The obstacles that President Barack Obama faces in pushing his ambitious tax and spending plan through Congress became clearer as key Democrats took issue with major proposals, and some of their favorite economists said the president's jobs projections are too rosy.
House Speaker Nancy Pelosi signaled Tuesday that another stimulus bill and bank bailout package are possible, even though both are likely to be unpopular with many voters.
While congressional Democrats appear certain to reject some of Obama's budget proposals, they were eager to defend his overall approach and to blame the economic crisis on former President George W. Bush.
"We are still having unemployment numbers come out now that are part, still, of the Bush economy," Pelosi told reporters in the Capitol.
She introduced a trio of prominent economists who had just briefed her leadership team. But even those hand-picked advisers were not totally in tune with the Democratic hierarchy.
Allen Sinai, chief global economist at Decision Economics Inc., said Obama is too optimistic when he predicts that the recently enacted $787 billion stimulus bill will save or create at least 3.5 million jobs over two years. About 2.5 million jobs is more realistic, Sinai said.
"Initially, the jobs created may be a little disappointing," Sinai said as Pelosi looked on. But over three years, he said, "3 million new jobs is not unrealistic at all."
Mark Zandi, chief economist at Moody's Economy.com, said more taxpayer money is needed to revive the economy. "Another stimulus package is a reasonable probability," he said, and "more money for financial stability to shore up the banking system is likely."
"More money for foreclosure mitigation may also be necessary," Zandi said.
Pelosi, asked if she agreed with his remarks, said, "I do."
Her spokesman Brendan Daly later said Pelosi and Congress will watch economic conditions "to determine if further action is needed to stimulate the economy."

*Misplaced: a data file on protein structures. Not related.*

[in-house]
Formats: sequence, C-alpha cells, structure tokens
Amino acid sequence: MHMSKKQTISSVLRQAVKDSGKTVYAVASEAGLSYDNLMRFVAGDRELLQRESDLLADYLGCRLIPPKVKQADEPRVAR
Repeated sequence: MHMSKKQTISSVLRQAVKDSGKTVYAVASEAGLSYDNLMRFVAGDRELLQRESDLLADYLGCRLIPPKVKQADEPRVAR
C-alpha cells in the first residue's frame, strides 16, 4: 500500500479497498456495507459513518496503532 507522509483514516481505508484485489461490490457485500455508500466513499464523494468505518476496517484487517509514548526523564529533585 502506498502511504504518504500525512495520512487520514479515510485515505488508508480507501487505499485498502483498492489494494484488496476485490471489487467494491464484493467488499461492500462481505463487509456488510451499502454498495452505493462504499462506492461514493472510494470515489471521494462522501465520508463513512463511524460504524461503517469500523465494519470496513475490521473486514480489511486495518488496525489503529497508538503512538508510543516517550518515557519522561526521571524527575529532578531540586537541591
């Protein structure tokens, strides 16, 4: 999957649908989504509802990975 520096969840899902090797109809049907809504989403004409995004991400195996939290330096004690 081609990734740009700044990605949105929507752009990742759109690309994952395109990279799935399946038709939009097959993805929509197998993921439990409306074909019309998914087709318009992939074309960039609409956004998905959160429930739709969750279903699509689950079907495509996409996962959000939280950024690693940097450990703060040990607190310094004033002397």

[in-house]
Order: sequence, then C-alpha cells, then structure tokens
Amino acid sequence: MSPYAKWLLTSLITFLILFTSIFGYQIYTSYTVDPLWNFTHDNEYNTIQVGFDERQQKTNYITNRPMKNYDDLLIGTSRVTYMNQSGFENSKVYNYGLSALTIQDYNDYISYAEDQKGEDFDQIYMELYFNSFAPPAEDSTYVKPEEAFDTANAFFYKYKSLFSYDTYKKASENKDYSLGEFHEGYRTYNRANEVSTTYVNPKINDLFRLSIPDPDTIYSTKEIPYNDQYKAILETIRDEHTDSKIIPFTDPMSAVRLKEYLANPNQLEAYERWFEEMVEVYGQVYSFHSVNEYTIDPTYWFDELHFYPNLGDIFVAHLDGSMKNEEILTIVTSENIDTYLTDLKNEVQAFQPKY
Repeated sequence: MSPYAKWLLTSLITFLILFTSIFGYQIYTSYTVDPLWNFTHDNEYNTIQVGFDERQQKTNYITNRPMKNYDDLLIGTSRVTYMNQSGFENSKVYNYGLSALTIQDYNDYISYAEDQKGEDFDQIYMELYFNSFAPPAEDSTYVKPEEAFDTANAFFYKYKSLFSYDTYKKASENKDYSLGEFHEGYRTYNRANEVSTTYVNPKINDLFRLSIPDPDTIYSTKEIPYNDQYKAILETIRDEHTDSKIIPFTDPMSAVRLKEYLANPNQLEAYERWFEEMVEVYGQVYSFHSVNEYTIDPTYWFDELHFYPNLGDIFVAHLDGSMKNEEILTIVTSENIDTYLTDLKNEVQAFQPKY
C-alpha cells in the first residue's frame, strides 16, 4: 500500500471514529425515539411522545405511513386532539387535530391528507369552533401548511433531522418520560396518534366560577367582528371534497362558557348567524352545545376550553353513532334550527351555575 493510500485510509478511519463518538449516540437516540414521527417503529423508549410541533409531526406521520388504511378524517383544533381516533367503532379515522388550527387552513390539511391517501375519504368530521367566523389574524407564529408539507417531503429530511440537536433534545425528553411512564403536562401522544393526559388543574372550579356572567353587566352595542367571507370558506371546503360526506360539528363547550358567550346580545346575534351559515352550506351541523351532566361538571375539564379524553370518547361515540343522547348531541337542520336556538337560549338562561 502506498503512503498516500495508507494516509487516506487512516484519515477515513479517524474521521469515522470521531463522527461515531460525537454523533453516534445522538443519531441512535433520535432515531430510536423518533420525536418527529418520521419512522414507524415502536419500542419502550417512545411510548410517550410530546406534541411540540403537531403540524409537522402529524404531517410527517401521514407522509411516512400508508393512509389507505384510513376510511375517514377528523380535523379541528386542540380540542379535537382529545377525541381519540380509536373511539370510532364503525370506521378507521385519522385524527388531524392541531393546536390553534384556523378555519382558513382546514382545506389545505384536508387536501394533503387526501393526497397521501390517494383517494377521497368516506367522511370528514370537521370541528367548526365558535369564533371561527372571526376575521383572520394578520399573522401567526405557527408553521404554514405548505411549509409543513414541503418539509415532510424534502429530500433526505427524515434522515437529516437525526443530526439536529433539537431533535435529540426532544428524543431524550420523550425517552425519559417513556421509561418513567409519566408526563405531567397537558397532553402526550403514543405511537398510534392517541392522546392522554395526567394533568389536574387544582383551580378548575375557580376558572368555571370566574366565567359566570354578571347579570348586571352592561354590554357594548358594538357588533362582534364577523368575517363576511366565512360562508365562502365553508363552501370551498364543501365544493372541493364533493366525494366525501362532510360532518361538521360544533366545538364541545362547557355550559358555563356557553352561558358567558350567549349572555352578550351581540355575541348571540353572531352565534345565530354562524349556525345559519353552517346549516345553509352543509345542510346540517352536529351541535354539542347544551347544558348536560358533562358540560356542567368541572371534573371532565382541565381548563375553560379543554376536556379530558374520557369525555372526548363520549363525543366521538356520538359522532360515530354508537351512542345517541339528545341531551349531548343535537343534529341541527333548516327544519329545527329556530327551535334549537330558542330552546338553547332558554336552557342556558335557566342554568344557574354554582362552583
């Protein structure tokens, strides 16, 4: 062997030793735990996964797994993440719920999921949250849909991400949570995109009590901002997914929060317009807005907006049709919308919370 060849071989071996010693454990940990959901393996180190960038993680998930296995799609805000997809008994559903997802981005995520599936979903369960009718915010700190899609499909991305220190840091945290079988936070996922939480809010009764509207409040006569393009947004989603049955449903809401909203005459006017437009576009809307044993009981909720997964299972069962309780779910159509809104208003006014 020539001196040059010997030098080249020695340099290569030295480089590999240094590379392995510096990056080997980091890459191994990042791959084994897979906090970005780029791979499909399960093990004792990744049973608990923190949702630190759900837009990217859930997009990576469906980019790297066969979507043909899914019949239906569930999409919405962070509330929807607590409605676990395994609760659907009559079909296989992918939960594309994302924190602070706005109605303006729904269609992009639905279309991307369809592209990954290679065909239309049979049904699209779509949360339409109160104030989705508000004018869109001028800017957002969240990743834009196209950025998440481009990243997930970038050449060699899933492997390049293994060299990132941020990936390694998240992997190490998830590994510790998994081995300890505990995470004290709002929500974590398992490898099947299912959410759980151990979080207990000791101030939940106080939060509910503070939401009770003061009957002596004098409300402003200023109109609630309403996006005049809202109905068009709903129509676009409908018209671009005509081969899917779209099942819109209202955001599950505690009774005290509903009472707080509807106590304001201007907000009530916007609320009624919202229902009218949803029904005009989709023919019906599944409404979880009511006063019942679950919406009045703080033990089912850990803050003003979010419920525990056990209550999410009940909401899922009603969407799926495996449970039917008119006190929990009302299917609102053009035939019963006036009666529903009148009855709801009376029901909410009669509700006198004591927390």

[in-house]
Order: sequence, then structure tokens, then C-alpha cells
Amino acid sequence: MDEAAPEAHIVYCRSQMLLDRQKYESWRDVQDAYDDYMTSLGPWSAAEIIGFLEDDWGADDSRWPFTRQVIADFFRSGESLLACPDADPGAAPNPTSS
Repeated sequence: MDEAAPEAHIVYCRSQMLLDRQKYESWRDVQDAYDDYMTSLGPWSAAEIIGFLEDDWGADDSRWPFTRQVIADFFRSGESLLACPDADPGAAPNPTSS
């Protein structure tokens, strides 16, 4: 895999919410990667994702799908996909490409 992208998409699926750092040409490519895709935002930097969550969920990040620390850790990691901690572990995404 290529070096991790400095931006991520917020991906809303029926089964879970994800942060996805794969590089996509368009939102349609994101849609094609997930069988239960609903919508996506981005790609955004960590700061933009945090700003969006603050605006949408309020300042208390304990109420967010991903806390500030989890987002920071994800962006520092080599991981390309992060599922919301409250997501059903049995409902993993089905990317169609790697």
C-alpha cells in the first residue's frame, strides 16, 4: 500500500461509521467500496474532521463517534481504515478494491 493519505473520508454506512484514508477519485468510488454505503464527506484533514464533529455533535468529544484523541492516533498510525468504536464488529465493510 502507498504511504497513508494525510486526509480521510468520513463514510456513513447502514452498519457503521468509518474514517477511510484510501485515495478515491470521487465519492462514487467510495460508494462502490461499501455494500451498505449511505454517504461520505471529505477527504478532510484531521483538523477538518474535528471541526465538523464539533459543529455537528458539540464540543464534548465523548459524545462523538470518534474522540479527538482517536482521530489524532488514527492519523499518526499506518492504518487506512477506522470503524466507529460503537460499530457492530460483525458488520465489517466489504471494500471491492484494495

Obama's team expects little help from Republicans in passing his massive budget blueprint for the year that begins Oct. 1. On Tuesday, Senate Republican leader Mitch McConnell of Kentucky said the plan has three "fatal flaws:" it spends, taxes and borrows too much.
More troubling for Obama are the arrows coming from congressional Democrats. They generally support his plans to revamp health care, education and energy policies. But prominent Democrats oppose several of his proposals for targeted tax hikes and spending cuts to pay for the changes.
Senate Budget Committee Chairman Kent Conrad, a North Dakota Democrat, said numerous colleagues have cited objections and told him, "If this is in, don't count on my vote."
It has happened so often, Conrad told White House budget director Peter Orszag at a hearing Tuesday, that everyone can "absolutely be sure we can't pass this budget."
Conrad himself is part of Obama's problem. He is among those who oppose the president's bid to eliminate subsidies to farms with more than $500,000 in annual sales. There is no need to revisit the farm bill approved last year, Conrad said.
Also unpopular with many Democratic lawmakers is the president's proposal to reduce the tax deductibility of mortgage payments and charitable gifts by households making more than $250,000 a year. House Ways and Means Committee Chairman Charles Rangel said he worries there would be fewer donations to groups that help the needy "during a time of crisis."
The White House has cited studies suggesting the drop would be tiny, but Rangel said he wants more information.
Obama also may face hurdles in trying to impose higher premium payments for upper-income retirees receiving drug benefits under Medicare, the government health care program for the elderly. Senate Democrats killed such an effort two years ago. They are taking a wait-and-see approach to the president's plan.
"Having the president supporting that certainly doesn't hurt it," Senate Majority Leader Harry Reid told reporters. "So it's something we'll take a look at."
White House press secretary Robert Gibbs said there is no need for panic over the potshots coming Obama's way.
"I don't think, ultimately, the criticism is surprising," he told reporters. "That certainly happens and is all part of a process."
"The American people can be assured," Gibbs said, "that the president spends the vast majority of his time thinking and working on the economy."
Associated Press writer Jim Kuhnhenn contributed to this report.